It’s exciting to see Shyamalan on such confident footing once more, all these years later.
In the alley, I see them at least once a week, the men with their grocery carts, collecting tin cans and other treasures. Some will accumulate a heap as tall as themselves. I learn from the documentary "Scrappers" that the same trade happens in Chicago on a larger scale, with men trolling the city for scrap metal and emptying their trucks at scrap metal yards. For this valuable work, they could make a living, until the economy collapsed.
An urban legend has grown up that such men steal copper gutters and the aluminum off the sides of garages. Such theft has been committed, but by desperate creatures of the night, not family men like Otis and Oscar, who are the backbone of the scrapper trade. "I paint my name and my phone number on the side of my truck," Otis says. "They know this truck down to 157th Street."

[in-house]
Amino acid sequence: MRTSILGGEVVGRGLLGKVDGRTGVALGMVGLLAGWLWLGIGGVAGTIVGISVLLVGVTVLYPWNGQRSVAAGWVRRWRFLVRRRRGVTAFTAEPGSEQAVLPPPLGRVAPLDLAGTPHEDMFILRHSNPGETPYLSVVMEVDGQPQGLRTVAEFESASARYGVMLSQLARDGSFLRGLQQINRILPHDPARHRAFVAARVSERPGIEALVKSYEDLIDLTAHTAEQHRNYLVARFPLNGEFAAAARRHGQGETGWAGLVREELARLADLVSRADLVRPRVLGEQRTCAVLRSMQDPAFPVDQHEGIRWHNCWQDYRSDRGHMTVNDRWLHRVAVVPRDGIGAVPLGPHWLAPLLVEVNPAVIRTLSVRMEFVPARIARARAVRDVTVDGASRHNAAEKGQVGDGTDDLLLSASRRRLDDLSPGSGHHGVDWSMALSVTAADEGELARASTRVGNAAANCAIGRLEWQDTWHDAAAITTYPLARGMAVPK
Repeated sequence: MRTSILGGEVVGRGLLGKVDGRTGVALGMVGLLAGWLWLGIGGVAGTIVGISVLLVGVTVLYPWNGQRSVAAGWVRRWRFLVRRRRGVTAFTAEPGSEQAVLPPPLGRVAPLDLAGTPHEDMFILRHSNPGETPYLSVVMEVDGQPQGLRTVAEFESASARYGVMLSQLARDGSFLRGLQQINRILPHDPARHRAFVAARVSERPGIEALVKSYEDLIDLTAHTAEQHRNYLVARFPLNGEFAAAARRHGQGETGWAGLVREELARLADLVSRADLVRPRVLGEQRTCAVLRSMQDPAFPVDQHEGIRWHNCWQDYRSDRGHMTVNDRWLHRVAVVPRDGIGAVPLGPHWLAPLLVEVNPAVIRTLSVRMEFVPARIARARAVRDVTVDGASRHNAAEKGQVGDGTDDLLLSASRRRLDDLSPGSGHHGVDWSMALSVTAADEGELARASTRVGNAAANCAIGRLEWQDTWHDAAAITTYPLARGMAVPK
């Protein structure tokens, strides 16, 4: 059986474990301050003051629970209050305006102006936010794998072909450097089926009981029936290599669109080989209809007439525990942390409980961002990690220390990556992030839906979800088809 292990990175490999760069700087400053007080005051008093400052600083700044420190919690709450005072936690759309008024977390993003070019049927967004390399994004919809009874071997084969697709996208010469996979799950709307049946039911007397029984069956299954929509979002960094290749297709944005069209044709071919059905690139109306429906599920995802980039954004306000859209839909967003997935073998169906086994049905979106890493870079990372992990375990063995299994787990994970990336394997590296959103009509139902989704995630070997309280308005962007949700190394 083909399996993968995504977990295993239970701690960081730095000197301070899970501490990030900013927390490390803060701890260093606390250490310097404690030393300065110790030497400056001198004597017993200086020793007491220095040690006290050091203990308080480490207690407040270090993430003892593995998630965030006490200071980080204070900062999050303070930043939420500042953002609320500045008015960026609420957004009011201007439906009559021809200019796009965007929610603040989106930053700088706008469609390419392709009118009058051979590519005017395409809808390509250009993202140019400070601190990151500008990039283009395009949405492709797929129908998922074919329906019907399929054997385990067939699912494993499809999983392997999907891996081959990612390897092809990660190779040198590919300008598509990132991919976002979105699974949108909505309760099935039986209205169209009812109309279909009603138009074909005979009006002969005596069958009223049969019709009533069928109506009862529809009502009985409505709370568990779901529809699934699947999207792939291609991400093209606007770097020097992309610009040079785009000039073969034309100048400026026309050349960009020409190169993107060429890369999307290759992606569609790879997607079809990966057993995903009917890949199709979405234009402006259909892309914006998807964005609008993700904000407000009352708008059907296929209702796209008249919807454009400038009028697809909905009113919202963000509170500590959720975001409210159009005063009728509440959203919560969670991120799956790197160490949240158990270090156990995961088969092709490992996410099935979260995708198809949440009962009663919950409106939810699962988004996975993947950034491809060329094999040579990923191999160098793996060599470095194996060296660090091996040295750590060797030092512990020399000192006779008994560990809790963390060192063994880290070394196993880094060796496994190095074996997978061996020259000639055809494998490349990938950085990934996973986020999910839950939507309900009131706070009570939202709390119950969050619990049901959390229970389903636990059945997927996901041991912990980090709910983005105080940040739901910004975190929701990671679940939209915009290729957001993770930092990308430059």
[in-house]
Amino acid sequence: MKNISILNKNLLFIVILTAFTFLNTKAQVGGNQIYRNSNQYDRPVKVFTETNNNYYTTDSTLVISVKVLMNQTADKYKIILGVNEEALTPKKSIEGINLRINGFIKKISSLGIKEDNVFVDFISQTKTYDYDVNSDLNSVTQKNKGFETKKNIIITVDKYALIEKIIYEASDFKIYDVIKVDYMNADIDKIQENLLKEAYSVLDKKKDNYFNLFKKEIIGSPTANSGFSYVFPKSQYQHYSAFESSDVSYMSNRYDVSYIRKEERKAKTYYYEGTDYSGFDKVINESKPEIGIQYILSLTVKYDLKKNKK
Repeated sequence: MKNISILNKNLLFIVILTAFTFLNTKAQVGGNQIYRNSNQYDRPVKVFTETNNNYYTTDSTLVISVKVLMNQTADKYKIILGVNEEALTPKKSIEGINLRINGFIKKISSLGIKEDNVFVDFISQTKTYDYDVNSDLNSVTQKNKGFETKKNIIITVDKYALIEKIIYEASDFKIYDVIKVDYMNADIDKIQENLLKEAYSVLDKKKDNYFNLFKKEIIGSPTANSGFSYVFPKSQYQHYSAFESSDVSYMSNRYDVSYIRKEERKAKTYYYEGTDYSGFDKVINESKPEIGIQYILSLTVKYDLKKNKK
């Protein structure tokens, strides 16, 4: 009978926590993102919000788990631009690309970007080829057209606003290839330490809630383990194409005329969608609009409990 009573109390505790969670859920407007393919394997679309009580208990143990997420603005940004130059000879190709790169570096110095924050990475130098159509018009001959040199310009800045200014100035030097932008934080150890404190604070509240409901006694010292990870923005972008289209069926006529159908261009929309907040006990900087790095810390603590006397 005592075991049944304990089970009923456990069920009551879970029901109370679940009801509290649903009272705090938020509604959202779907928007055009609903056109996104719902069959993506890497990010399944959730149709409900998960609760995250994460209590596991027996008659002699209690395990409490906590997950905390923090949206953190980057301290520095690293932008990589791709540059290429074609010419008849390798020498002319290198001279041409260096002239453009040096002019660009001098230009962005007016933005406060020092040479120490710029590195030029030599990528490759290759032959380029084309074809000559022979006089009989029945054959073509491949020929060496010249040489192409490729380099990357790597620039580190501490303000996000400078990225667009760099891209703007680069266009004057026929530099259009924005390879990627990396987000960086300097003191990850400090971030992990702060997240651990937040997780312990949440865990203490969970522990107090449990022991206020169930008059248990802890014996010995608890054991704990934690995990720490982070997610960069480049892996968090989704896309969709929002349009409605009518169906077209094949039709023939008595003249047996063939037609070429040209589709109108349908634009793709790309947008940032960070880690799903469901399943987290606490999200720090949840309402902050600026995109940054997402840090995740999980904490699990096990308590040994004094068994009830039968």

These are happy men. Otis is almost poetic about his joy in cruising alleys and vacant lots for salable metals. He's on his own, alone in the truck, chatting with his wife every half hour or so. Housewives know him and flag him down to carry out an old refrigerator. For one lady, he removes two old boilers from her basement, no charge, just for the resale value, and considers himself lucky.
They are strong. With dollies but no forklifts, they lever heavy loads into the backs of pickups with high plywood sides. Their trucks are weighed on the way into a scrap yard and on the way out -- they're paid for the difference. They work in all weathers, 14 hours a day, collect cash money at the end, come home to their wives and kids. The film reports there are thousands of scrappers in the Chicago area. I'm reminded of Agnes Varda's great "The Gleaners and I" (2000), about the French vocation of scavenging.